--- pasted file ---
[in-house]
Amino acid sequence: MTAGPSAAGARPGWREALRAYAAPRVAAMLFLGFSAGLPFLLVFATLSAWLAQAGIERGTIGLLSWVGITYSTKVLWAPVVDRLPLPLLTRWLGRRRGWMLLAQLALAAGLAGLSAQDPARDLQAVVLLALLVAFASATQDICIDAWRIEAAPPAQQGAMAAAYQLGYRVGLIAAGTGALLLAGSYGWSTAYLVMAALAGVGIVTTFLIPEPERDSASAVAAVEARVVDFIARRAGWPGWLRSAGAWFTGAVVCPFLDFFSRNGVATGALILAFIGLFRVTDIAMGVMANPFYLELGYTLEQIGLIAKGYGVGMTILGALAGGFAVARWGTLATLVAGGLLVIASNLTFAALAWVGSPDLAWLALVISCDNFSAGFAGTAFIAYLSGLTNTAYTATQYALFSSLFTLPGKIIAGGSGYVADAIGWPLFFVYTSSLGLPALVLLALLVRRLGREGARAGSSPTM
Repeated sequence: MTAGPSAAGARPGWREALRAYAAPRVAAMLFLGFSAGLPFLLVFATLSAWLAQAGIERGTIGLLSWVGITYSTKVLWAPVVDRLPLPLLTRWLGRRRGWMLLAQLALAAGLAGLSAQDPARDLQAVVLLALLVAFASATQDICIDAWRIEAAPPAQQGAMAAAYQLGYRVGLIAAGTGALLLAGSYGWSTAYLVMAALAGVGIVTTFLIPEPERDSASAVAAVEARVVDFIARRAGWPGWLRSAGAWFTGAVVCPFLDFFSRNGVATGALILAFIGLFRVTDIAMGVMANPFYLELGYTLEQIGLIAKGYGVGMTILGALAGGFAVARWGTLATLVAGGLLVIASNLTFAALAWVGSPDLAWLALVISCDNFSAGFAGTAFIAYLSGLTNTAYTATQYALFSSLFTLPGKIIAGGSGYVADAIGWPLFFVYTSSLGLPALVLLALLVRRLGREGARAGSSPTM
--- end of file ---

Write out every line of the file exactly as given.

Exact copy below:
[in-house]
Amino acid sequence: MTAGPSAAGARPGWREALRAYAAPRVAAMLFLGFSAGLPFLLVFATLSAWLAQAGIERGTIGLLSWVGITYSTKVLWAPVVDRLPLPLLTRWLGRRRGWMLLAQLALAAGLAGLSAQDPARDLQAVVLLALLVAFASATQDICIDAWRIEAAPPAQQGAMAAAYQLGYRVGLIAAGTGALLLAGSYGWSTAYLVMAALAGVGIVTTFLIPEPERDSASAVAAVEARVVDFIARRAGWPGWLRSAGAWFTGAVVCPFLDFFSRNGVATGALILAFIGLFRVTDIAMGVMANPFYLELGYTLEQIGLIAKGYGVGMTILGALAGGFAVARWGTLATLVAGGLLVIASNLTFAALAWVGSPDLAWLALVISCDNFSAGFAGTAFIAYLSGLTNTAYTATQYALFSSLFTLPGKIIAGGSGYVADAIGWPLFFVYTSSLGLPALVLLALLVRRLGREGARAGSSPTM
Repeated sequence: MTAGPSAAGARPGWREALRAYAAPRVAAMLFLGFSAGLPFLLVFATLSAWLAQAGIERGTIGLLSWVGITYSTKVLWAPVVDRLPLPLLTRWLGRRRGWMLLAQLALAAGLAGLSAQDPARDLQAVVLLALLVAFASATQDICIDAWRIEAAPPAQQGAMAAAYQLGYRVGLIAAGTGALLLAGSYGWSTAYLVMAALAGVGIVTTFLIPEPERDSASAVAAVEARVVDFIARRAGWPGWLRSAGAWFTGAVVCPFLDFFSRNGVATGALILAFIGLFRVTDIAMGVMANPFYLELGYTLEQIGLIAKGYGVGMTILGALAGGFAVARWGTLATLVAGGLLVIASNLTFAALAWVGSPDLAWLALVISCDNFSAGFAGTAFIAYLSGLTNTAYTATQYALFSSLFTLPGKIIAGGSGYVADAIGWPLFFVYTSSLGLPALVLLALLVRRLGREGARAGSSPTM